GRAND BAHAMA ISLAND — Here we eat a lot of fish; it's our most plentiful food. Baked sea bass, grouper and snapper all make good, healthy eating.
If I really had to give up stuff like that forever, my newly healthy body would very quickly be a thing of the past. That's why so much of my time in the last year has been spent learning how to cheat my taste buds.
This is probably the only moral form of cheating you'll ever be able to practice, so I recommend it to you as both a source of health and devilment.
First, look at the things you like to eat and isolate the ingredients that make them bad for you. Then find a way to eliminate, or at least modify, that particular ingredient.
My former pancakes were made with whole milk (lots of cholesterol) and eggs (lots of cholesterol in the yolk) and then covered with the sweetest, most calorie-laden syrup my taste buds could find.
My spaghetti sauce used to be loaded with cholesterol and extra calories, too. Ground beef and sausages were the culprits here. But with a little experimentation I was able to make a sauce with no meat and virtually no fat that tasted and looked just as rich.
The point is to think about the ingredients and be innovative in changing them.
To spur your creative streak, here are two of my own adaptations that seem to be popular with my friends on the island.
PANCAKE SYRUP: Mash 1 banana in a frying pan with just enough orange juice to give it the consistency and sweetness you like. Heat it until it's bubbly, then add cinnamon (and artificial sweetener, if you need it). Pour as much as you like over pancakes made with skimmed milk and reduced egg yolks.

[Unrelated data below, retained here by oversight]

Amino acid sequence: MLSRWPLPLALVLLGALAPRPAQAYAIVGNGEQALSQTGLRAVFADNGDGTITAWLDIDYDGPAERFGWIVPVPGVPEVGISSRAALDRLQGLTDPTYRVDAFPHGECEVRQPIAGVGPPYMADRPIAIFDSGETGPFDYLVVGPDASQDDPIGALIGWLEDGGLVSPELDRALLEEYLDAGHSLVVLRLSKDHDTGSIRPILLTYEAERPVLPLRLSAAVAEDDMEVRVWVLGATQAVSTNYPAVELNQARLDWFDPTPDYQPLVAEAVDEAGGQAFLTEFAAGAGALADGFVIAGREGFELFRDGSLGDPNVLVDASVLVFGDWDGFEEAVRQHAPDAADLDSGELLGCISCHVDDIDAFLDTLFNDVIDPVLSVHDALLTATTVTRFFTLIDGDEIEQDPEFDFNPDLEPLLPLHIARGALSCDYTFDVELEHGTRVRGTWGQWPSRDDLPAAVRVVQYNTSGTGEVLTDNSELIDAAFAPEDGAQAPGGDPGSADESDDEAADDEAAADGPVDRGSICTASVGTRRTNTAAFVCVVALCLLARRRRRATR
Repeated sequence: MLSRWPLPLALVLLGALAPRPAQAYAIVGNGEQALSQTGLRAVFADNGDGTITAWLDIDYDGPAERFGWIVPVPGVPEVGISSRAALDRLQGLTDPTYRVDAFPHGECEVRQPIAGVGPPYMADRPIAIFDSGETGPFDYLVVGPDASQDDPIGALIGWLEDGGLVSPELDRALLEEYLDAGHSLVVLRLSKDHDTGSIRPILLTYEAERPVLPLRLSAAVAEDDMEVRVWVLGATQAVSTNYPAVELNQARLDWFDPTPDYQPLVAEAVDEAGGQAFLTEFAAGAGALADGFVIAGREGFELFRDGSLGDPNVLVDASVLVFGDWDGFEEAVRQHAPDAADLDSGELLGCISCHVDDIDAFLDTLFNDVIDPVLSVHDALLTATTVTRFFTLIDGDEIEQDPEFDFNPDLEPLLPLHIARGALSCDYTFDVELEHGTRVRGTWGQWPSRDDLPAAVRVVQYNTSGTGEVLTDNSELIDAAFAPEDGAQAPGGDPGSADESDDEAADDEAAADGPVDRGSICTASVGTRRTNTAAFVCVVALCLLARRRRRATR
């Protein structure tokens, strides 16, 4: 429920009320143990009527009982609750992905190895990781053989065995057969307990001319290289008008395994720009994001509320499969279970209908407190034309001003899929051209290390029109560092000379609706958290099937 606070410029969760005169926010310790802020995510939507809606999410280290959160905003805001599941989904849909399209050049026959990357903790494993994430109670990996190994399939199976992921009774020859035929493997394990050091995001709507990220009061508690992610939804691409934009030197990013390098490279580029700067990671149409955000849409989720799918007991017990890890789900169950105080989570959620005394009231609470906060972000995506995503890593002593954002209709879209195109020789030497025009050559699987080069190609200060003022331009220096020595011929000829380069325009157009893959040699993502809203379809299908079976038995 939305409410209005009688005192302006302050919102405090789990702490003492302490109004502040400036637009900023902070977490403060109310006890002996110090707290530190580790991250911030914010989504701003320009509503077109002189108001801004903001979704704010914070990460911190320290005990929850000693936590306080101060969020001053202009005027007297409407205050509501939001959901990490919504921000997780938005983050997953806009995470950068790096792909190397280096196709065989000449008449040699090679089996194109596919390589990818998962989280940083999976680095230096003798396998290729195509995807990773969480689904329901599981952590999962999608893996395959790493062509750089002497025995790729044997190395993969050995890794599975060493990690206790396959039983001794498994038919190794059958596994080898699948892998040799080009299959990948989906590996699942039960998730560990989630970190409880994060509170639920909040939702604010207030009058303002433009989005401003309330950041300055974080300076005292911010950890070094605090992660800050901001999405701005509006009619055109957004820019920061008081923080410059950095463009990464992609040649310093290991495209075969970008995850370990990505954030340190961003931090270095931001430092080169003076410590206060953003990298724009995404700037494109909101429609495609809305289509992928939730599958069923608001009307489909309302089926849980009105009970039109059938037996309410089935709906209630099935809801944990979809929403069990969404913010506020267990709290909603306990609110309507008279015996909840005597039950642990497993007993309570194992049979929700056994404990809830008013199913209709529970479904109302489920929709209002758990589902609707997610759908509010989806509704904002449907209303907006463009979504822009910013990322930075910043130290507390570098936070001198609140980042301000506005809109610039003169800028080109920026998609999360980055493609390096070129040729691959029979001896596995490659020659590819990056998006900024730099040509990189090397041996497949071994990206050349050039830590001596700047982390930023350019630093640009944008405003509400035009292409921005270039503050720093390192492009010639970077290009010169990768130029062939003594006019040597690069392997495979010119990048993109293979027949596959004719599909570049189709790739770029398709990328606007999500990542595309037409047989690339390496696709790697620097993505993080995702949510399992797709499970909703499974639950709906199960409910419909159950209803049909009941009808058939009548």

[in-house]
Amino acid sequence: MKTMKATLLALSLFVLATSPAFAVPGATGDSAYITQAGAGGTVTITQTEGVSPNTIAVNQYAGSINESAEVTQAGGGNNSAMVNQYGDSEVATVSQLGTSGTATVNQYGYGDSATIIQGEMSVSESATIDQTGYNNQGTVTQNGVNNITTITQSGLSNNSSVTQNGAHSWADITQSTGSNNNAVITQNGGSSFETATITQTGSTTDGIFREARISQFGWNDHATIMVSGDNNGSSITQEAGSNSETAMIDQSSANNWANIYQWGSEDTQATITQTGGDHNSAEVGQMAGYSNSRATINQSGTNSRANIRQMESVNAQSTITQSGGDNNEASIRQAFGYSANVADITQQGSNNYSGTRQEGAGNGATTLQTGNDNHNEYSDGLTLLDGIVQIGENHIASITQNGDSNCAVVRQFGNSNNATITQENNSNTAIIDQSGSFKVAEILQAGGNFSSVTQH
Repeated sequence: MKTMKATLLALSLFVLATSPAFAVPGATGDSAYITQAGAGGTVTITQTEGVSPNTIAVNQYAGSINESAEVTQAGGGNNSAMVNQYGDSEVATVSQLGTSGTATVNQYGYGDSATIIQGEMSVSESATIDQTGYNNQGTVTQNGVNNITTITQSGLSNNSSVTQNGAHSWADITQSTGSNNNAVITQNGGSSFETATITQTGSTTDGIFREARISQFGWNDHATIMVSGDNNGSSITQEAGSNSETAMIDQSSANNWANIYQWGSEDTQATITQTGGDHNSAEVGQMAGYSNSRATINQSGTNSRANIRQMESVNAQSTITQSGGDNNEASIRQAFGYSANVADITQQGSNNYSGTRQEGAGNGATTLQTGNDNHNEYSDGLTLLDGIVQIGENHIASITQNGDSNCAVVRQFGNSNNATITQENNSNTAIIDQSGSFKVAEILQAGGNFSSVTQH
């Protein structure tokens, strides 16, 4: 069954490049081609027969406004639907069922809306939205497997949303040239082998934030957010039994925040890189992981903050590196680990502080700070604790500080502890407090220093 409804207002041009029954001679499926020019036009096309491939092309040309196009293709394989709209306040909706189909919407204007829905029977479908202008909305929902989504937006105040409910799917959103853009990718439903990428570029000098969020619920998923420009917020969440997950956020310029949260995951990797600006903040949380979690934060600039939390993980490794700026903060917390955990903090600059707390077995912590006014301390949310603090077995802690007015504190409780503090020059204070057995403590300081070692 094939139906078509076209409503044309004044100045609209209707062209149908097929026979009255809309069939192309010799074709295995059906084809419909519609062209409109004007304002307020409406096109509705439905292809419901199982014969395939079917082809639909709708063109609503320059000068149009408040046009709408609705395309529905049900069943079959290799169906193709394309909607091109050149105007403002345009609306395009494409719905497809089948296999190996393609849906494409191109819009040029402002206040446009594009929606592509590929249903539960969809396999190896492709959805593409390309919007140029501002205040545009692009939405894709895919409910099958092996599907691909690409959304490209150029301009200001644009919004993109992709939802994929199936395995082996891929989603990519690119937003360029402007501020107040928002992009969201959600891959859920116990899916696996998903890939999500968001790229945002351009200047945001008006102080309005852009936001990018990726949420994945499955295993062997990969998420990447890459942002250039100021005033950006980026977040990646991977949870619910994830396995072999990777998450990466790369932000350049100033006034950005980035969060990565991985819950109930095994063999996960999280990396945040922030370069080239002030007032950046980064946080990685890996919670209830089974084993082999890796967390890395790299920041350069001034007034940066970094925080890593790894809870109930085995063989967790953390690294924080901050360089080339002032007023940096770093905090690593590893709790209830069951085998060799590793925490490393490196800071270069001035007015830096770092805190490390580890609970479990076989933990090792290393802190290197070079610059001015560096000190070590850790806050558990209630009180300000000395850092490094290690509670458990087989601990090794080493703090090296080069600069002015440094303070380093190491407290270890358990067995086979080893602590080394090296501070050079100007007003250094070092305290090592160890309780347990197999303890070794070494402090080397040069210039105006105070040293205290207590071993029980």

VEGETARIAN SPAGHETTI SAUCE: The more vegetables the better. First, you have to make the "base" for the sauce.
In a couple of tablespoons of olive oil, saute 2 finely chopped medium onions and about 4 cloves of minced garlic. (If you don't have garlic, use garlic powder--not garlic salt--when you add the spices.) Whistle a tune for a couple of minutes, and then add two large cans of crushed tomatoes, the next bigger size after the 1-pound can. I like Italian tomatoes here, incidentally. But any canned tomatoes will do. Just whack them a bit with a sharp spoon in the pot to tear them up.
Now add a small can of tomato paste and stir it in well. Eyeball the pot. Does that look like enough base for the number of people you're feeding? If not, add more tomatoes and tomato paste. Remember this is just base; there are lots of vegetables to come.
Roughly chop the vegetables you like (or would like to clear out of the fridge). Green peppers, carrots, broccoli (stems are great), yellow squash or zucchini and mushrooms are all good. I like cauliflower, too, but don't add till about 20 minutes before dishing up the sauce.
Now for the special zip in the sauce--the spices. I throw in a teaspoon each of dried basil and oregano, then about 1 tablespoon of dried parsley. Chopped fresh parsley is great. Don't forget the garlic powder to taste, if you have no garlic cloves. Finally, splash in hot pepper sauce till the whole concoction has some authority. Simmer for at least 45 minutes. Vegetables should still have some crunch, but not too much. Ladle over spaghetti and sprinkle on Parmesan cheese.